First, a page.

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My Handcrafted Opinions on Whiskies, Distilleries and Other Related Stuff

George Dickel, Tennessee, USA

I was lucky to spend my birthday in 2013 visiting the two major distilleries in Tennessee and this was the first one. The thing that immediately struck me about George Dickel was the fantastic setting… perhaps only rivaled by Woodford Reserve for major US distilleries I have seen. The site is also the only distillery that is also a US Post Office… so another first for me and another useless piece of trivia. This site was actually established in 1958 long after the original Mr Dickel and his distillery had perished but all the recipes and techniques had been preserved and are still used today. The original site was a short way up the road and we snapped a picture of the entrance as we drove away later on. The tour I took was free (they offer a tasting tour as well but that was later in the day) and started with a short eight minute DVD in the very nice visitor’s center. Being the “other distillery” in Tennessee has clearly influenced their tour and messaging. When describing their distillery the words “unique in Tennessee” were used a lot which was interesting and basically shorthand for “not like Jack Daniel’s” and included the ‘facts’ that they burned all their charcoal on site, that they double distilled their spirit (which may not be technically accurate as I asked when I toured JD and they said they did double distill) and they chill the whisky before charcoal mellowing. This is said to be because Mr. Dickel considered the whisky to taste better in the winter than the summer. You may also note I spell it as whisky ie no “e”.  This again is a “unique in Tennessee” tradition said to be started by Mr. Dickel who declared (a southern gent always declares in my mind) that his whisky was as good as the finest scotch and so adopted their spelling. I bought two bottles at the distillery shop afterwards, the No 12 and the Barrel Reserve. I also learned that the different expressions are all the same grain recipe (84% corn, 8% rye and 8% malt), the only difference between No 8, No 12 and Barrel Reserve is aging. No 8 is 5 -7 years old, No 12 is 8 – 10 years old and Barrel Reserve is 12 – 14 years old. The Dickel Rye is actually made in Indiana and contains 95% rye (if you are interested). You are? Good. So was I.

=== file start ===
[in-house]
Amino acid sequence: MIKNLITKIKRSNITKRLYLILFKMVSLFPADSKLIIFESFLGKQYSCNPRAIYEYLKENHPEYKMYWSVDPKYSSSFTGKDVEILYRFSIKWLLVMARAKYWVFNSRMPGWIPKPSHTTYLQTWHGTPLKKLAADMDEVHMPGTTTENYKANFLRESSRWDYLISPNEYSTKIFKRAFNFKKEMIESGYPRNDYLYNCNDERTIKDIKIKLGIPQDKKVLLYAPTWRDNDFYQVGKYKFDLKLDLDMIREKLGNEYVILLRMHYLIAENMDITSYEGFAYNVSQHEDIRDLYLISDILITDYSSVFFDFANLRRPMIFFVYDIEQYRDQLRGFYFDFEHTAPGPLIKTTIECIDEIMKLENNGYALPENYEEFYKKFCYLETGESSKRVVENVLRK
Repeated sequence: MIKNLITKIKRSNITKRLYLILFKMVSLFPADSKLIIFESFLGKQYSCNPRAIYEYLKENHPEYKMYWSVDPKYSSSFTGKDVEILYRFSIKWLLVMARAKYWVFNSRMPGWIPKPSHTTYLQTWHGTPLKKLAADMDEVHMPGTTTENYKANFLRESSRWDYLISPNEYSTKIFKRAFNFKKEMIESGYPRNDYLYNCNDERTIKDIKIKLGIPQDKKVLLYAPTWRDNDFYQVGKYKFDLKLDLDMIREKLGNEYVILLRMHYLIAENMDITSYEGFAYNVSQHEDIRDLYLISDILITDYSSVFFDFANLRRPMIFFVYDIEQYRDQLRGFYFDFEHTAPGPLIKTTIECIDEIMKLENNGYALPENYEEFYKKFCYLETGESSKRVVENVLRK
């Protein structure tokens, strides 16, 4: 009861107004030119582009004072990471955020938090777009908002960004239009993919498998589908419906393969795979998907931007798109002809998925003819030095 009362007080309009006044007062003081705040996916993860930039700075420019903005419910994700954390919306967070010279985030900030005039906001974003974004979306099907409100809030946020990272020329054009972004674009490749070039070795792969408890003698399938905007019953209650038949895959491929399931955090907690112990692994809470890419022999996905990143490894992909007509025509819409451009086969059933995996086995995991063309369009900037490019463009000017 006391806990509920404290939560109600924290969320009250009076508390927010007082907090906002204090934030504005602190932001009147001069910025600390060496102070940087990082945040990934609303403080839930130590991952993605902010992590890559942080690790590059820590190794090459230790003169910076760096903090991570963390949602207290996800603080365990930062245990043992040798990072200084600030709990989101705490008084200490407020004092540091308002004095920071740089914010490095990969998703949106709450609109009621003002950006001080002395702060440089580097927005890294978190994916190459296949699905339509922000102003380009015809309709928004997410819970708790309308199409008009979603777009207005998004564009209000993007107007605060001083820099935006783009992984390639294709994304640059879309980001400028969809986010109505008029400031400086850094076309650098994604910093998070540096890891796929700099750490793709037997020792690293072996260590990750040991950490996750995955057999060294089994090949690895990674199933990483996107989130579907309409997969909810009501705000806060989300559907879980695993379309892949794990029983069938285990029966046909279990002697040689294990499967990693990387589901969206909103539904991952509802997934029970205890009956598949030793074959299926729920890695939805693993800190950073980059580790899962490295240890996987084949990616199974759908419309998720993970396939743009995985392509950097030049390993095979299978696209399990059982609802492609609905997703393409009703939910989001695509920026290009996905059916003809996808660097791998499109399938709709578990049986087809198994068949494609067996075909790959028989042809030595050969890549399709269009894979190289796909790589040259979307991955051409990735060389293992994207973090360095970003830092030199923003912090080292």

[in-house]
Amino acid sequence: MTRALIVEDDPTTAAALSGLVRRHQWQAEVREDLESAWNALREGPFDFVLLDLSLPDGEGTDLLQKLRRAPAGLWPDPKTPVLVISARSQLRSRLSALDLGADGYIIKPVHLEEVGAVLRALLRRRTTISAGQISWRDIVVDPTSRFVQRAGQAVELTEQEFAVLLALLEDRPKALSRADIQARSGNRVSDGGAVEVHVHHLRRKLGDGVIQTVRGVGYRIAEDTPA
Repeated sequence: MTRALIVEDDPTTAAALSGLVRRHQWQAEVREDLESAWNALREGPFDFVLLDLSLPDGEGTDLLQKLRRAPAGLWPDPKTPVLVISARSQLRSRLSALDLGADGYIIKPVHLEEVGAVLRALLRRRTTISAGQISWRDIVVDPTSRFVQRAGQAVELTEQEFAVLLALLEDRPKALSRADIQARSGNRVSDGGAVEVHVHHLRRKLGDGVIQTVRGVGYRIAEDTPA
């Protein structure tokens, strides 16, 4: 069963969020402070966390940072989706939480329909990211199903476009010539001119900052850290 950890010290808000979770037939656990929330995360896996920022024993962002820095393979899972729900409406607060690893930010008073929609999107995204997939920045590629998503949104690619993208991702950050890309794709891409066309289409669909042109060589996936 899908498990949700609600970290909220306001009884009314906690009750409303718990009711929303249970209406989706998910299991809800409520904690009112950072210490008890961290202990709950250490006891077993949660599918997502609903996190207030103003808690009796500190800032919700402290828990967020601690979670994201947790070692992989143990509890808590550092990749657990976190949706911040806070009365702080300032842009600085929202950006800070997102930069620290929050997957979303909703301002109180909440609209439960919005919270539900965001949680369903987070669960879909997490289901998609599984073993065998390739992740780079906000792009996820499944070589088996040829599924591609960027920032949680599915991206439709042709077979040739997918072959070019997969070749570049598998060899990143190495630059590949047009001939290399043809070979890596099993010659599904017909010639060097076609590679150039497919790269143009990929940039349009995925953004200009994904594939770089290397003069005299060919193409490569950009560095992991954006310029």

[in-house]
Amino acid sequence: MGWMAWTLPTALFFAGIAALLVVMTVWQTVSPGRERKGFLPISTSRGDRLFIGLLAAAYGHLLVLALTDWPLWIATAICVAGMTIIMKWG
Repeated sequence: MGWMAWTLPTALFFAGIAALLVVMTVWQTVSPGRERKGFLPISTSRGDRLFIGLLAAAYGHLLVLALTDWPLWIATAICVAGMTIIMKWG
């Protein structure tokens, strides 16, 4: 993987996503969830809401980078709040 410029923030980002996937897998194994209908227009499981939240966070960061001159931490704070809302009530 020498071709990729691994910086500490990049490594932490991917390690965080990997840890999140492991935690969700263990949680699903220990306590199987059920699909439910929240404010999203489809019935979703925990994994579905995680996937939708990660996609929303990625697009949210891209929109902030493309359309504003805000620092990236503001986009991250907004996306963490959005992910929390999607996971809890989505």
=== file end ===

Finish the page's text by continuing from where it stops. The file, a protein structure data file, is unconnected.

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Ranger Creek, Texas, USA

Ranger Creek, Texas, USA

Even though this was my 44th distillery visit, it was the first time I visited a brewery and distillery, or as they style it... a brewstillery.  This tour actually began with the question “Would you like a beer?” That makes for a really good start. However let’s go back a few steps. I got in touch with one of the founders, Mark, after I posted a review of their bourbon (http://www.somanywhiskies.com/reviews/item/364-ranger-creek-36-texas-bourbon ) and asked about tours. As I said some nice things in my review he kindly offered to show me around if I was ever in San Antonio and we got to meet for the first time at World of Whiskies in Austin a few weeks later. Soon afterwards I confirmed a date in December 2012, and even though it was a busy weekend for them, he was good enough to spare my wife and I an hour, pour us an excellent beer and take us around their operation. This is not your Scottish distillery tucked away in the hills, or located by the shores of Loch Indaal oozing “shortbread box” charm. Nope, Ranger Creek is based in an industrial park off a freeway a few miles from downtown San Antonio. However, despite the “terroir”, they happen to make good stuff. Forget that, they make great stuff. What these guys do proves to me, what I have long suspected, you don’t need all that ambience, history and lame stories about water sources etc. It appears to me you just need passionate people who care about making really good product (and these guys do, to the extent they run the place part time while maintaining full time jobs), some nice brewing and distilling kit (again check the box for Ranger Creek) and a little imagination… their malt cold smoking “room” is a great example, as are the rickhouses made from 40ft shipping containers. The “tour” ended not with whisky samples (archaic Texas licensing laws.... please take a bow) but with the gift of a couple of beers. We also bought some Ranger Creek t-shirts so I could type the words “been there, done that, bought the t-shirt” without any irony. I can’t wait to see what else they come up and I am really looking to future batches of bourbon as well as the single malt and rye they have maturing.

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